Y=X^{d}(mod N)

Therefore

Y=S_{1}·S_{2}·. . . ·S_{n}(mod N) (3)

Let v represent a binary string of n bits, v=v_{1} . . . v_{n} such that each bit v_{i} of v is a flag indicating the inclusion of the corresponding F_{1}, . . . , F_{n} and S_{1}, . . . , S_{n} in the calculation of X and Y respectively, so that ##EQU6## (4) From (3) ##EQU7## (5) Therefore, provided that the N and d values employed in (1) and (2) satisfy the above requirements, then ##EQU8## for all values of F_{i}, 0<F_{i} <N.

With the above in mind, a first embodiment of the invention will now be described, wherein multiple low cost entities, which will be referred to in the descriptions of the preferred embodiments as smart cards, are prepared by a card issuer and distributed to individuals. The embodiment enables such issued cards to be expeditiously authenticated by verifying devices.

Referring first to FIG. 1, a card issuer selects, as shown at box 12, a plurality of n public factors F_{i} (i=1, . . . , n), where 0<F_{i} <N, and such factors, together with the value of the modulus N and the value of e are made publicly available to authenticators, that is, organizations which may wish to authenticate smart cards issued by the smart card issuer. In a particular application a suitable value for n is 32, and the value of N is in the range 2^{512} <N<2^{513}.

The card issuer computes the n values S^{i}, where

S_{i}=F_{i}^{d}(mod N) i=1, . . . , n

as shown at box 14, using provided values of N and d (box 16), where d is maintained secret. These values S_{i} are also maintained secret. The card issuer then issues cards which contain n values S_{i} (i=1, . . . , n) stored in a secure manner, for instance in a secure PROM. It should be understood that by a "secure PROM" herein is meant a PROM the contents of which are protected from unauthorized read-out, for example, such protection may involve software protection and hardware protection in the form of shielding.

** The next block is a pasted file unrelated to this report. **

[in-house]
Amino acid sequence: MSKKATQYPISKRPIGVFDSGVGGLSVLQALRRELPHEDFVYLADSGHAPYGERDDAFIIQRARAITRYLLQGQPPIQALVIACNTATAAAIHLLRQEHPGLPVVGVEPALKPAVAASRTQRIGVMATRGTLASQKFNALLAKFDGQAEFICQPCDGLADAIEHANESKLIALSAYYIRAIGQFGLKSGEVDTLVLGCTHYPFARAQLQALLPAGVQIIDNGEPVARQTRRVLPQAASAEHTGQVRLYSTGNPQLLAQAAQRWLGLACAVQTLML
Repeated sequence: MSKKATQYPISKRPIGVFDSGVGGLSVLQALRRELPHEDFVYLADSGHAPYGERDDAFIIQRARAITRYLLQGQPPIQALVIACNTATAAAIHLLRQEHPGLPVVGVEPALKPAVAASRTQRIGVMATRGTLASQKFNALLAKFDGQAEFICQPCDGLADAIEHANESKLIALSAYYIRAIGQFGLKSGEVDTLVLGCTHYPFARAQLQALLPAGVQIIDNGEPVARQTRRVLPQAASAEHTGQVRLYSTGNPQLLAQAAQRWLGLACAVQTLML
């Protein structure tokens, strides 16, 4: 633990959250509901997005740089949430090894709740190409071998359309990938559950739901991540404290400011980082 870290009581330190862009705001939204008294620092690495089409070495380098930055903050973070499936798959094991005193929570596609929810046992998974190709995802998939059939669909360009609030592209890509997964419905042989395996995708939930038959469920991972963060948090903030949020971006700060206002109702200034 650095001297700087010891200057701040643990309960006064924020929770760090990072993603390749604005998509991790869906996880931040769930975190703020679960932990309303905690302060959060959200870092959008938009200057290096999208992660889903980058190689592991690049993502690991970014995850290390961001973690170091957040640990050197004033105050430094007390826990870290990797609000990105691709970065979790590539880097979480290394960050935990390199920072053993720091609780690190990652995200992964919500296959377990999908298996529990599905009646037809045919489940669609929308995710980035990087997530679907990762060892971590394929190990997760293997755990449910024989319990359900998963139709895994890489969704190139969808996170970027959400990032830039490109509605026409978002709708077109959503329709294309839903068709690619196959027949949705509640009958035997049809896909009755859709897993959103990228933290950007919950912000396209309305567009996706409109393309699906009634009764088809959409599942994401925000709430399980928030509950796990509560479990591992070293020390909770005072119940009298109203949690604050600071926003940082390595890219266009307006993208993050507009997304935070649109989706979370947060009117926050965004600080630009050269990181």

When it is desired to authenticate a smart card 30, FIG. 2, the card 30 is inserted into a card acceptor device 32, whereby a data communication path 34 is established between the smart card 30 and the card acceptor device 32.

The smart card 30 includes a microprocessor 36, a RAM 38, a program PROM 40 which stores the program controlling the operation of the card 30, a secure PROM 42 containing the n values S_{i} (i=1, . . . , n) stored in respective storage locations 102-1 to 102-n and the value N stored in a storage location 104, and an input/output unit 44. Alternatively, since N is a public value, it could be stored in the RAM 38. The elements 36, 38, 40, 42 and 44 within the card are interconnected by a communications bus 46.

The card acceptor device 32 includes a microprocessor 50, a RAM 52, a program PROM 54 which stores the program controlling the operation of the acceptor device 32, a keyboard 56, a display 58, a printer 60, a random number generator 62, and an input/output unit 64. The RAM 52 includes storage locations 112-1 to 112-n storing the n public factors F_{1}, . . . , F_{n} and storage locations 114, 116 storing the values N and e, respectively. The various units located in the card acceptor device 32 are interconnected by a communications bus 66.

When a card 30 inserted into the card acceptor device 32 is to be checked for authenticity, the random number generator 62 generates an n bit random number v having n bits v_{i} (i=1, . . . , n). In order to ensure that v contains at least two bits equal to binary 1, the microprocessor 50 is controlled, if necessary, to set the least significant bits of v progressively to binary 1 until at least two binary 1 bits are present in v. Thus, if the initial value of v is all zero bits, then the two least significant bits are set to binary 1. The value v is stored in the RAM 52.

The value v is then transmitted from the RAM 52 via the input/output unit 64 over the communication path 34 and the input/output unit 44 and is stored in the RAM 38 contained in the card 30. The microprocessor 36 checks that v contains at least two binary 1 bits, and if so, computes the value Y where ##EQU9## using the values S_{i} stored in the PROM 42.

The value Y is then transmitted via the input/output unit 44, the transmission path 34 and the input/output unit 64 and is stored in the RAM 52. Using the values F_{i} (i=1, . . . , n) v, and e, stored in the RAM 52, the microprocessor 50 then computes ##EQU10## and

X_{act}=Y^{e}(mod N),

and tests whether

X_{ref}=X_{act}.